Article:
Originally published in the Chronicle Herald on April 22, 2022
Budgets reveal what governments truly care about, and in the past month, we’ve seen budgets from the federal, provincial and municipal governments. They give us a chance to see if government promises hold any weight, or if they are merely seeds that will never grow.
We are grappling with ecological emergencies that threaten our planet’s liveability. With the majority of Atlantic Canadians highly concerned about climate change, we know that urgent action is essential. We expect our leaders to present budgets that address the root causes of the ecological crises that are leaving our communities and biodiversity devastated by an increasingly unstable climate.
Digging into the recent budgets, we looked for three things: Are the investments sufficient for the promises made and the scale of the problem? Is there an end to funding for the things that set us back, such as fossil fuels and mining? Does consideration for equity and the environment cut across the budget, demonstrated, for example, by linking the environment to workforce investments?
All in all, we were disappointed. While Halifax Regional Council took bold steps to address the climate emergency, both the federal and provincial governments came up short.
Feds rely on unreliable tech
While the Intergovernmental Panel on Climate Change released its latest report in a darkening series of updates, Ottawa undermined its own commitment to phasing out fossil fuel investments by doing the exact opposite.
The budget invests $2.6 billion over five years in tax credits for carbon capture and storage technologies — inefficient, difficult-to-scale and largely unproven technologies used to prop up production of oil and gas.
The federal government is betting on dubious technology created by the very same industries that are largely responsible for the climate crisis. Instead, the federal government should have invested more in proven climate solutions such as retrofits to buildings, shifts to renewable energy, and electrification of transportation.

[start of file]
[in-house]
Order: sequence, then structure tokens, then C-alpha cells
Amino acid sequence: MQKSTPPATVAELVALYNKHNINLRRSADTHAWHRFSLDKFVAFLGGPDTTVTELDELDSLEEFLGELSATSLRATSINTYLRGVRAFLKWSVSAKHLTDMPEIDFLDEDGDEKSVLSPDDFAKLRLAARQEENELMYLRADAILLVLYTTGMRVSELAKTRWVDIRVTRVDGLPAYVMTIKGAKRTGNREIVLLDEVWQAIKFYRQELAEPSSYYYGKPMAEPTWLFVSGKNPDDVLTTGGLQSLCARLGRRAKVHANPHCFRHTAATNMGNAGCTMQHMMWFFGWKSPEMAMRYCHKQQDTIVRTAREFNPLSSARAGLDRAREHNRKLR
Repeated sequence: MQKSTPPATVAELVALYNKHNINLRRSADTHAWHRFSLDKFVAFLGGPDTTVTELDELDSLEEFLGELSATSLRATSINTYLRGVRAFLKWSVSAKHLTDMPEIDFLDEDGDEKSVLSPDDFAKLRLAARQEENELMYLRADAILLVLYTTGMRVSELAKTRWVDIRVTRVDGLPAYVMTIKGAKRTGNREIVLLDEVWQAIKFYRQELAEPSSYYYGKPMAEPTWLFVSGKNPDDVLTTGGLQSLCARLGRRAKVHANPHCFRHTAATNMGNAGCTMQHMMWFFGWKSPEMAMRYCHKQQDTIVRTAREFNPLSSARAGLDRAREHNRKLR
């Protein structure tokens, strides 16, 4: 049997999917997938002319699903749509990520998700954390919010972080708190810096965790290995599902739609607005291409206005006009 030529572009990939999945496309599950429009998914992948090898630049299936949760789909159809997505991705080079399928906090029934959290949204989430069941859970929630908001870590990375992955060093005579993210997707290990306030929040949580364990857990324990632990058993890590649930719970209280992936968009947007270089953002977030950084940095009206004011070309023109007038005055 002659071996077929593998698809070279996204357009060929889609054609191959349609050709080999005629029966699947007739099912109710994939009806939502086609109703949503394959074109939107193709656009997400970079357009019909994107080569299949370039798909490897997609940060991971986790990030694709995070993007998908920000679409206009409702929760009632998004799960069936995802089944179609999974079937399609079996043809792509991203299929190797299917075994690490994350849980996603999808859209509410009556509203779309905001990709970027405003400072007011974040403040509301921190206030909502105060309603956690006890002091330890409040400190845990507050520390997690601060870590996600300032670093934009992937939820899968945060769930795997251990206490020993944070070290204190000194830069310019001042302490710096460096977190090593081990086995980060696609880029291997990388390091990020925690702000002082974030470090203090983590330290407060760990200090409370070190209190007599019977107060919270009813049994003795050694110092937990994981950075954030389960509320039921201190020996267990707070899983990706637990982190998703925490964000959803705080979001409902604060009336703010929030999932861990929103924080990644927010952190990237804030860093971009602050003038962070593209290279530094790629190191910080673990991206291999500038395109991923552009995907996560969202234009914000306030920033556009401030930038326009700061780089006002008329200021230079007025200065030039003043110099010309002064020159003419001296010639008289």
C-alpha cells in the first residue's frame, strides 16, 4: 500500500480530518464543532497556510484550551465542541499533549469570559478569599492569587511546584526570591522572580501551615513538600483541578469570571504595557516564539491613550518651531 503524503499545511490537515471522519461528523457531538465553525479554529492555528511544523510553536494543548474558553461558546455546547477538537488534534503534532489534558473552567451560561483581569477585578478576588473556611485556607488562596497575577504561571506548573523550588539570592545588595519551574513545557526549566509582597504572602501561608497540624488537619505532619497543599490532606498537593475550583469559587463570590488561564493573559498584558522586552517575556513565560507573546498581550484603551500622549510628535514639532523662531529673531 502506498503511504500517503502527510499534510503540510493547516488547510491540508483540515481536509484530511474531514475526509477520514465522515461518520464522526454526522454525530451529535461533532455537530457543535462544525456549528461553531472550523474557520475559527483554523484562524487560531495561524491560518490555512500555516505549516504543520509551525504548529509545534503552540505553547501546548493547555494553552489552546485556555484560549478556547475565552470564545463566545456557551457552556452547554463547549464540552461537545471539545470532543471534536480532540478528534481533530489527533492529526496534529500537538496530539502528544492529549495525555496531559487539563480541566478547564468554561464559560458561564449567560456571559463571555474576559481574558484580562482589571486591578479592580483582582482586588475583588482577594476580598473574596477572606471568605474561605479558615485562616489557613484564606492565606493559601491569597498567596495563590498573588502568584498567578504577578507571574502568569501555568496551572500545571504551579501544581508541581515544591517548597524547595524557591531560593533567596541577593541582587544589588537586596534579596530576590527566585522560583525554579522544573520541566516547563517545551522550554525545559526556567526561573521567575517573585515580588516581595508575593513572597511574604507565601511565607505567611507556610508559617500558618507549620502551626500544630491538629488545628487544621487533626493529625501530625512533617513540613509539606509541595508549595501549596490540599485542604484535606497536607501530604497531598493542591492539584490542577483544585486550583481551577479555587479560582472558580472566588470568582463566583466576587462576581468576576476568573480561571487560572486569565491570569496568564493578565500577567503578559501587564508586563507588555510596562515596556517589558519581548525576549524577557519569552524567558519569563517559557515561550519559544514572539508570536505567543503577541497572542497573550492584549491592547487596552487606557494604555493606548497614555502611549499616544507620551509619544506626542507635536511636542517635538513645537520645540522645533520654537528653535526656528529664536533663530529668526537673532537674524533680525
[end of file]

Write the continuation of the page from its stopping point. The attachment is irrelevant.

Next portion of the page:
Although the federal budget did contain some significant investments in retrofits, as well as nature protection and plastic reduction, those efforts were overshadowed by Ottawa’s unwillingness to recognize that continued oil and gas extraction is incompatible with a liveable future on this planet. Canada needs to transition to a green economy.
Province’s plans outstrip funds
In November 2021, the Nova Scotia government set 28 ambitious goals in the Environmental Goals and Climate Change Reduction Act (EGCCRA). Unfortunately, only a handful of these goals have identified budget amounts, and these do not reflect the same level of boldness contained in the act.
We’re in a climate emergency, and we have seen from the global pandemic response that we can act quickly and cooperatively in an emergency. If the government were serious about reaching the goals in EGCCRA, we would have a budget that reflects a truly transformational change for our environment and our economy. Yet even in this moment of possibility, the government instead opted for minor adjustments to the status quo.
Signs of hope in HRM
At the municipal level, there are hopeful signs that Halifax Regional Council is taking action on the climate emergency it declared in 2019.
Council has increased funding and resources for HalifACT 2050, Halifax’s climate action plan, and has instituted what appears to be the first climate action tax in Canada. After steadfast community campaigning, council resourced HalifACT by introducing a three per cent property tax dedicated to climate action. The tax is expected to supply $18 million a year, to first fund projects like electric buses and energy retrofits. Despite limited resources and scope, it’s inspiring to see this level of government show leadership with the strongest budget commitment to climate action.
However, nature protection is still being overlooked in the municipal budget. Implementation of the Halifax Green Network Plan continues to be stalled, with no additional resources being committed to it or associated work on wilderness corridors, wetlands and strategic parks planning. The lack of funding for this plan continues to put development above environmental protection, at the expense of nature and complete communities.
Tweaks aren’t enough
As the days get warmer, let’s keep the heat on our elected officials. Tweaks are no longer enough: we need a profound shift in thinking and investment to avoid even higher costs and harms in the future.
At this point, every day is Earth Day. Let’s do all we can to hold our leaders accountable to a strong vision for a just and sustainable future. Contact your representatives and tell them to put their money where their mouths are.
Marla MacLeod is the director of programs with the Ecology Action Centre, which marked 50 years of action in 2021.